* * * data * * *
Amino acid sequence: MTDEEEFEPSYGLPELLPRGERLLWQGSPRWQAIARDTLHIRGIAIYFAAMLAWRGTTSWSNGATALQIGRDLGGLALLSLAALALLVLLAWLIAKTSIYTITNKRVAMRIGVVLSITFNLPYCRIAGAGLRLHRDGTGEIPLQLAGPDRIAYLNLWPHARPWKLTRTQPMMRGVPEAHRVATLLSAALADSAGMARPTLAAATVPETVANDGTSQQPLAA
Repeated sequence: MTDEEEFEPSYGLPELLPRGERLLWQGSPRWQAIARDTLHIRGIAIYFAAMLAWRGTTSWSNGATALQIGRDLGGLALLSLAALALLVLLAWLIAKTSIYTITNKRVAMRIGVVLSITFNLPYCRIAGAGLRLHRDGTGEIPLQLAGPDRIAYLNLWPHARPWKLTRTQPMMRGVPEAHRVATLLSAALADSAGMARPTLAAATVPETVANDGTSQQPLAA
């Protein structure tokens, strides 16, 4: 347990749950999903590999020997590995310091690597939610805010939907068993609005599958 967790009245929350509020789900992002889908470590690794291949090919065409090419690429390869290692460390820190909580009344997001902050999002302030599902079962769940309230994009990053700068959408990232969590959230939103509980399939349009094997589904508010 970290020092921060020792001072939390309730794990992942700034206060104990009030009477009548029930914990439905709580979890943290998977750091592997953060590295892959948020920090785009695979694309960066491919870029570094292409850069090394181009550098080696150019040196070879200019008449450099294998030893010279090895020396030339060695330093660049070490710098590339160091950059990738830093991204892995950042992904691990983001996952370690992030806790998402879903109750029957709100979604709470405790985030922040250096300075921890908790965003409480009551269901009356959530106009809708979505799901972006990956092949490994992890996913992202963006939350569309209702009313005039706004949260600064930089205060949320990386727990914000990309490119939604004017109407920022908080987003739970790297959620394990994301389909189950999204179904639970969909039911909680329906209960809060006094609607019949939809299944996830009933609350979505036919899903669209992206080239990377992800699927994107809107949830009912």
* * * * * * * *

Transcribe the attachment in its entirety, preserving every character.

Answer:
Amino acid sequence: MTDEEEFEPSYGLPELLPRGERLLWQGSPRWQAIARDTLHIRGIAIYFAAMLAWRGTTSWSNGATALQIGRDLGGLALLSLAALALLVLLAWLIAKTSIYTITNKRVAMRIGVVLSITFNLPYCRIAGAGLRLHRDGTGEIPLQLAGPDRIAYLNLWPHARPWKLTRTQPMMRGVPEAHRVATLLSAALADSAGMARPTLAAATVPETVANDGTSQQPLAA
Repeated sequence: MTDEEEFEPSYGLPELLPRGERLLWQGSPRWQAIARDTLHIRGIAIYFAAMLAWRGTTSWSNGATALQIGRDLGGLALLSLAALALLVLLAWLIAKTSIYTITNKRVAMRIGVVLSITFNLPYCRIAGAGLRLHRDGTGEIPLQLAGPDRIAYLNLWPHARPWKLTRTQPMMRGVPEAHRVATLLSAALADSAGMARPTLAAATVPETVANDGTSQQPLAA
């Protein structure tokens, strides 16, 4: 347990749950999903590999020997590995310091690597939610805010939907068993609005599958 967790009245929350509020789900992002889908470590690794291949090919065409090419690429390869290692460390820190909580009344997001902050999002302030599902079962769940309230994009990053700068959408990232969590959230939103509980399939349009094997589904508010 970290020092921060020792001072939390309730794990992942700034206060104990009030009477009548029930914990439905709580979890943290998977750091592997953060590295892959948020920090785009695979694309960066491919870029570094292409850069090394181009550098080696150019040196070879200019008449450099294998030893010279090895020396030339060695330093660049070490710098590339160091950059990738830093991204892995950042992904691990983001996952370690992030806790998402879903109750029957709100979604709470405790985030922040250096300075921890908790965003409480009551269901009356959530106009809708979505799901972006990956092949490994992890996913992202963006939350569309209702009313005039706004949260600064930089205060949320990386727990914000990309490119939604004017109407920022908080987003739970790297959620394990994301389909189950999204179904639970969909039911909680329906209960809060006094609607019949939809299944996830009933609350979505036919899903669209992206080239990377992800699927994107809107949830009912």